Role: Associate Director
Date: 20th December 2017
It is difficult to know what to make of the statements about growth hubs in the Industrial Strategy. After a challenging few years for the business support world, it’s great to see the words ‘continued funding’ used with reference to any business support policy. I was really pleased to see this commitment to growth hubs in the Industrial Strategy but as I’ve reflected on the statements and looked again at the wording I’m left feeling a little unclear about what this could mean in practice.
Anyone involved with the growth hub agenda will know that they have a pretty tough brief. When growth hubs were established they were asked to do a range of things to help improve the coordination and delivery of business support:
The challenges that growth hubs face
Despite these wide-reaching expectations, the steer from government on which areas growth hubs should focus on and how they should seek to address these challenges was unclear. In theory, this flexibility provides an opportunity for LEPs to tailor their respective growth hubs to respond to local needs. Yet, in practice this was often hampered by the funding available.
Core funding has been limited and often short-term. This has made it difficult to develop the strong local presence needed to influence the coordination and delivery of services. To counter this, many growth hubs sought to boost their resources with ERDF or RGF. This helped strengthen their local presence but meant that they needed to manage and deliver their own services at the same time as working to coordinate and influence services provided by others.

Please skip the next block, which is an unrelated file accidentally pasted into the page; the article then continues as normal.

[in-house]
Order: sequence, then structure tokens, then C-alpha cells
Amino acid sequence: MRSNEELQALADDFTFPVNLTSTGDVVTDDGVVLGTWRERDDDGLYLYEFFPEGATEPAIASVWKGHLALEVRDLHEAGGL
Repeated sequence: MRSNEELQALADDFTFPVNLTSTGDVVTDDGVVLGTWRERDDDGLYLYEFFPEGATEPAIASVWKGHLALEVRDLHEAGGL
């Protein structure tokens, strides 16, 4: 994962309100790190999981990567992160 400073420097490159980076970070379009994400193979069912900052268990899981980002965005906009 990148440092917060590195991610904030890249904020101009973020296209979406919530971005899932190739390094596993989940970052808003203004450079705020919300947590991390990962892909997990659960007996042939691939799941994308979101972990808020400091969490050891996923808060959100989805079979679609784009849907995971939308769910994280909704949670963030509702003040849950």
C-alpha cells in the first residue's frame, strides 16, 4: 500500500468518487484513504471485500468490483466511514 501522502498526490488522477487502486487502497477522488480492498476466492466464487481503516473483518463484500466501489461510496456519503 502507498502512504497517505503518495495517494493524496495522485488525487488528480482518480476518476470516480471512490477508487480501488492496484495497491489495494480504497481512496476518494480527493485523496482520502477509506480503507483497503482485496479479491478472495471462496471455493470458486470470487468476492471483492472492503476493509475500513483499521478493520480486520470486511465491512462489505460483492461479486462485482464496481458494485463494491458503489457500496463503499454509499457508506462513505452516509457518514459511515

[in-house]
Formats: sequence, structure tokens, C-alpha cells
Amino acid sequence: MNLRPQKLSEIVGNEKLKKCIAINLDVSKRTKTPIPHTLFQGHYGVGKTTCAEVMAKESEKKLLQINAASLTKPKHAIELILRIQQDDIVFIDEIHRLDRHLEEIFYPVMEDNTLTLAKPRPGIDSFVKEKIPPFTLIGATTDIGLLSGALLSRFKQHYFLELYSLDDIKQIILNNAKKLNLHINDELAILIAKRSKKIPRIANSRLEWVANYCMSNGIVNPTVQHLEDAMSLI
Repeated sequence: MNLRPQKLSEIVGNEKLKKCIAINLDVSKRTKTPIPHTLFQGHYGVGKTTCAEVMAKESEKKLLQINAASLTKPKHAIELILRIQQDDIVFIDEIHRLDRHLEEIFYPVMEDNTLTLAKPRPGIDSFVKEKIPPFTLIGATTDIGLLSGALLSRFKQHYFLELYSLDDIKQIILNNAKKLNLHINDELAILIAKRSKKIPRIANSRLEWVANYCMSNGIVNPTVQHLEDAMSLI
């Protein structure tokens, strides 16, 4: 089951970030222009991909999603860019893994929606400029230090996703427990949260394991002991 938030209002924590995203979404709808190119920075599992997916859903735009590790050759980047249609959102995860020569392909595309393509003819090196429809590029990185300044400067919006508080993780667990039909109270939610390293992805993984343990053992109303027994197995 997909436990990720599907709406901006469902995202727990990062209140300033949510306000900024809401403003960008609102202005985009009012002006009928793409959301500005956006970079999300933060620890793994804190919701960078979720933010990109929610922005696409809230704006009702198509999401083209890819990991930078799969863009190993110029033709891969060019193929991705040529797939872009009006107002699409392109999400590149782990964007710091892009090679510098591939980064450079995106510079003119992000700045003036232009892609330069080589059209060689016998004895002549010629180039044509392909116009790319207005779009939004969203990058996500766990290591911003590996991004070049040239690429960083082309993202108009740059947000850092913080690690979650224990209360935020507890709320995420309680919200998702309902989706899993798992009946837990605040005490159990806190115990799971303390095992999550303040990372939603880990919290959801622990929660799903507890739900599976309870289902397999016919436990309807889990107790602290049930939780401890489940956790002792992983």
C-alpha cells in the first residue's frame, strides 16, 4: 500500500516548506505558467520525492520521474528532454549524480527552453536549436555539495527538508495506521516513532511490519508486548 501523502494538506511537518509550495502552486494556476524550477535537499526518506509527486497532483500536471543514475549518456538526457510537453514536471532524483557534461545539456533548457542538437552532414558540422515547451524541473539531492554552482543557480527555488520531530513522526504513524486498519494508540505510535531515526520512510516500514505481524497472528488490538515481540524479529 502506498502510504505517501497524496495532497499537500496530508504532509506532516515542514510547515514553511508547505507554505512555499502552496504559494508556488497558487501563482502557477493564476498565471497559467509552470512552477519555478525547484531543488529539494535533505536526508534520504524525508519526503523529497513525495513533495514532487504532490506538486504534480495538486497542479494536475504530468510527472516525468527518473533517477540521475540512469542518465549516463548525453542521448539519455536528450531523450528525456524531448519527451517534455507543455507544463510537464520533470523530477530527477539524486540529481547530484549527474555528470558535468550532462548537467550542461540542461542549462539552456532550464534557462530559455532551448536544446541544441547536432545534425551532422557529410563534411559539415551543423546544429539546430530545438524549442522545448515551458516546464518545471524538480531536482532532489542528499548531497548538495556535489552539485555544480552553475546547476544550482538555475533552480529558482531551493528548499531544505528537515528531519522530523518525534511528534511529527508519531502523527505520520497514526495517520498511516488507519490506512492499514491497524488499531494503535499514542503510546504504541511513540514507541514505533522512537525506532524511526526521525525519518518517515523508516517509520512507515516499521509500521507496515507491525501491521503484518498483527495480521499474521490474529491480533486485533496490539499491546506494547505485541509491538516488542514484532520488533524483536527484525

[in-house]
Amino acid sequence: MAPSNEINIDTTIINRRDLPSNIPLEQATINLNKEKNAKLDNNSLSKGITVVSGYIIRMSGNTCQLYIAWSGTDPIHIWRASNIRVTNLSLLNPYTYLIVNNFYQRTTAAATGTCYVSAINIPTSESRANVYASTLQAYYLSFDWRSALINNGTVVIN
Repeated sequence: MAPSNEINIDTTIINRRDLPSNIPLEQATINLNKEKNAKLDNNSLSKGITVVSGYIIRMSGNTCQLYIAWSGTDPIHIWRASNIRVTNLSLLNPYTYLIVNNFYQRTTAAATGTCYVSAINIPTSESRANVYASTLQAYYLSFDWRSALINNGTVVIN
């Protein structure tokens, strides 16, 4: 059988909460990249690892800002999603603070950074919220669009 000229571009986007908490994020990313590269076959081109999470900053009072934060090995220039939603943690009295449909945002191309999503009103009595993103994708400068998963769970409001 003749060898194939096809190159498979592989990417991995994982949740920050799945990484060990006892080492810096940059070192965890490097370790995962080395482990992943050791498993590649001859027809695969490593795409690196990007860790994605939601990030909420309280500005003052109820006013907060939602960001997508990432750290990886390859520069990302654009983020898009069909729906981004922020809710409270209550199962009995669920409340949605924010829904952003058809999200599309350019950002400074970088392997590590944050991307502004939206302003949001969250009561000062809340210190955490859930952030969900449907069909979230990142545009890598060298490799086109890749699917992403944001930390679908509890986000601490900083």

This has been a difficult balance to strike, particularly in areas where the business support landscape is already crowded. By setting up yet more services, some growth hubs have been seen to add to the problem they were asked to solve.
The situation has been exacerbated in some areas by the targets such as businesses assisted and jobs created that come with ERDF/RGF funding. The 3 hour assist in the current ERDF programme has helped but many growth hubs have still found themselves needing to deliver a lot of more intensive assists. Without careful management, these targets can disincentive the referral activity which is so important to a growth hub’s coordinating role. It is easy to see how competition between services can emerge in a crowded business support landscape where funded services have targets to meet. Competition gets in the way of coordination and undermines good-will between providers. More importantly, it makes it more difficult for businesses to access the right support and it can act against the public sector’s efforts to stimulate and engage with the commercial business support market.
What will the future role of growth hubs be?
All of these factors have made it difficult for some growth hubs to make headway as influencers and coordinators of support. But, looking on the bright side, the delivery-focused growth hubs have generally achieved a good level of penetration into their local business bases. This could turn out to be a key platform on which to deliver elements of the Industrial Strategy, in the coming years.
BEIS want to work with and improve the performance of the long tail of lower productivity firms. Growth hubs are well positioned to offer access to and insight about these businesses, their support needs and how best to engage with them. It isn’t entirely clear whether this is what BEIS have in mind. I would hope that the planned review of business support will provide some clarity on:
SMEs play a crucial role in the UK economy and the Industrial Strategy rightly highlights the importance of effective business support in maximising their performance. I just hope the proposed review will set out a clear plan for how growth hubs can make a meaningful to contribution.
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